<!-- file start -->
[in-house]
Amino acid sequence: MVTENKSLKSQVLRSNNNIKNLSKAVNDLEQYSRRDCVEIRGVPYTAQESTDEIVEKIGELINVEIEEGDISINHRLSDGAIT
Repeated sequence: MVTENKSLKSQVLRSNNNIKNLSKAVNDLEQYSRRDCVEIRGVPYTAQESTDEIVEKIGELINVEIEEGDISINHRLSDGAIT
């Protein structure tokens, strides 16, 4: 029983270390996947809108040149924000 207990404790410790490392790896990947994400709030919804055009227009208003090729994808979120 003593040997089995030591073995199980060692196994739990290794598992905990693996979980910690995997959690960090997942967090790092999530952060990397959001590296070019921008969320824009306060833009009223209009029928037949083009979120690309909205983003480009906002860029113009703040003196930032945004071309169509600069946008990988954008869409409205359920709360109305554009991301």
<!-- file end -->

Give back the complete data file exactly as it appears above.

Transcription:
[in-house]
Amino acid sequence: MVTENKSLKSQVLRSNNNIKNLSKAVNDLEQYSRRDCVEIRGVPYTAQESTDEIVEKIGELINVEIEEGDISINHRLSDGAIT
Repeated sequence: MVTENKSLKSQVLRSNNNIKNLSKAVNDLEQYSRRDCVEIRGVPYTAQESTDEIVEKIGELINVEIEEGDISINHRLSDGAIT
């Protein structure tokens, strides 16, 4: 029983270390996947809108040149924000 207990404790410790490392790896990947994400709030919804055009227009208003090729994808979120 003593040997089995030591073995199980060692196994739990290794598992905990693996979980910690995997959690960090997942967090790092999530952060990397959001590296070019921008969320824009306060833009009223209009029928037949083009979120690309909205983003480009906002860029113009703040003196930032945004071309169509600069946008990988954008869409409205359920709360109305554009991301």